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  • Menashe




    The very definition of a stacked deck. Hassidic law prevents widower Menashe (Menashe Lustig) from raising his son (Ruben Niborski) in a home without a mother. But on top of that, Menashe is a colossal manchild and a fuck-up. I suppose that's the kind of thing that is going for dramatic irony in today's Intro to Screenwriting courses, but mostly it's just a set-up for an inevitable triumph of love, however gosh-darned imperfect, over centuries of stodgy tradition. Why wait around for that third act to play out when I could leave early and beat the traffic...

  • Rams 23 Blue Bears 21

    Rams 23 Blue Bears 21



    Everson's comic yet precise riff on the Lumière brothers' Workers Leaving the Factory. Here we have Fans Leaving the Football Game -- in particular, fans of the Livingstone Fighting Blue Bears in Salisbury, NC, filing out following a particularly close, disappointing loss. (One woman tells the camera, "I don't care, Blue Bears still won!")

    I showed this as part of my experimental film program at the Houston Cinema Arts Festival, and afterward had a lively exchange with filmmaker Abigail…

Popular reviews

  • Creepy




    I miss the old Kiyoshi. The can't-be-sold Kiyoshi. Back in the fold Kiyoshi. That was the bold Kiyoshi. Remember Cure Kiyoshi? That wasn't your Kiyoshi? 'Cause that was my Kiyoshi. Damn, that was fly, Kiyoshi! You came with Kairo, Kiyoshi. That shit was fire, Kiyoshi! Even Bright Future Kiyoshi, that ill repute Kiyoshi. I dug it all, Kiyoshi. So why'd you stall, Kiyoshi? And then that Journey to the Shore? You got some gall, Kiyoshi!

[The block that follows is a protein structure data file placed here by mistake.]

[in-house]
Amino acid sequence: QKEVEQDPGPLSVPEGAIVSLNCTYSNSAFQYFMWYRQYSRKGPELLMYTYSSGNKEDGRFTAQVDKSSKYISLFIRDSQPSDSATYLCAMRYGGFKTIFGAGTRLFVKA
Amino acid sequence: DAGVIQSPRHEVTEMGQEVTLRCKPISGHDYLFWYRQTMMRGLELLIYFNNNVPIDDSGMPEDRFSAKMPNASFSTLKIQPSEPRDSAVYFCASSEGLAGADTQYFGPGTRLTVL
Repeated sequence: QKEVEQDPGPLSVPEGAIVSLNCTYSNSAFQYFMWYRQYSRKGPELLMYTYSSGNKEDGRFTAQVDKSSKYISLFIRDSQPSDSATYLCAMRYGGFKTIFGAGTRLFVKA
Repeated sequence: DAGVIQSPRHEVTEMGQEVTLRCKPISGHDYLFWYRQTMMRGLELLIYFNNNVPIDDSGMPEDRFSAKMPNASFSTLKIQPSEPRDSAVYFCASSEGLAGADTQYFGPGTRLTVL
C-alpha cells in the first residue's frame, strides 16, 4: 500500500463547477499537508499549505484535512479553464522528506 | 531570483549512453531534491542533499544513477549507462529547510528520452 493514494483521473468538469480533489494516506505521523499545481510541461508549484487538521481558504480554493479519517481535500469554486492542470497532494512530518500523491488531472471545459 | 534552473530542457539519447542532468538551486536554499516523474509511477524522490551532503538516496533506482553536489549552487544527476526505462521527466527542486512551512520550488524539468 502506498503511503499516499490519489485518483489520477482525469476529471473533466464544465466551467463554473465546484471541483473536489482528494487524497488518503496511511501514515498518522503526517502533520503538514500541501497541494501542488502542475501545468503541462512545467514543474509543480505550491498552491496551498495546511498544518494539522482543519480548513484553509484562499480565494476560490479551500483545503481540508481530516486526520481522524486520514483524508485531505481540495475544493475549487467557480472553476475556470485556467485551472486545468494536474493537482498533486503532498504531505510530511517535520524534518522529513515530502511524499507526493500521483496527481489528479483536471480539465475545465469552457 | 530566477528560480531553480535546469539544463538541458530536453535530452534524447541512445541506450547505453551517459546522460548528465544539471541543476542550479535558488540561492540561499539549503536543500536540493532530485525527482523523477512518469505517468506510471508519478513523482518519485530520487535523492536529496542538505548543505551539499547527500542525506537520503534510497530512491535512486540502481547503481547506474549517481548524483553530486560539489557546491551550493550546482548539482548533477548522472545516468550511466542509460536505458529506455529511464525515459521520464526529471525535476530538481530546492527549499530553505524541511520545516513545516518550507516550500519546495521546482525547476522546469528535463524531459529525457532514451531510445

I miss the real…

  • The Imitation Game

    The Imitation Game



    If you happen to follow my Twitter feed, you'll know that I've already gotten a bit hot and bothered about this film. In retrospect, it was probably a good deal of energy wasted, or at least misdirected. I tend to forget that useless dreck like The Imitation Game is pimped on every streetcorner around Oscar season by an industry that considers movies as product, not art. Most of the time, that product is slathered in Adam Sandler, and it…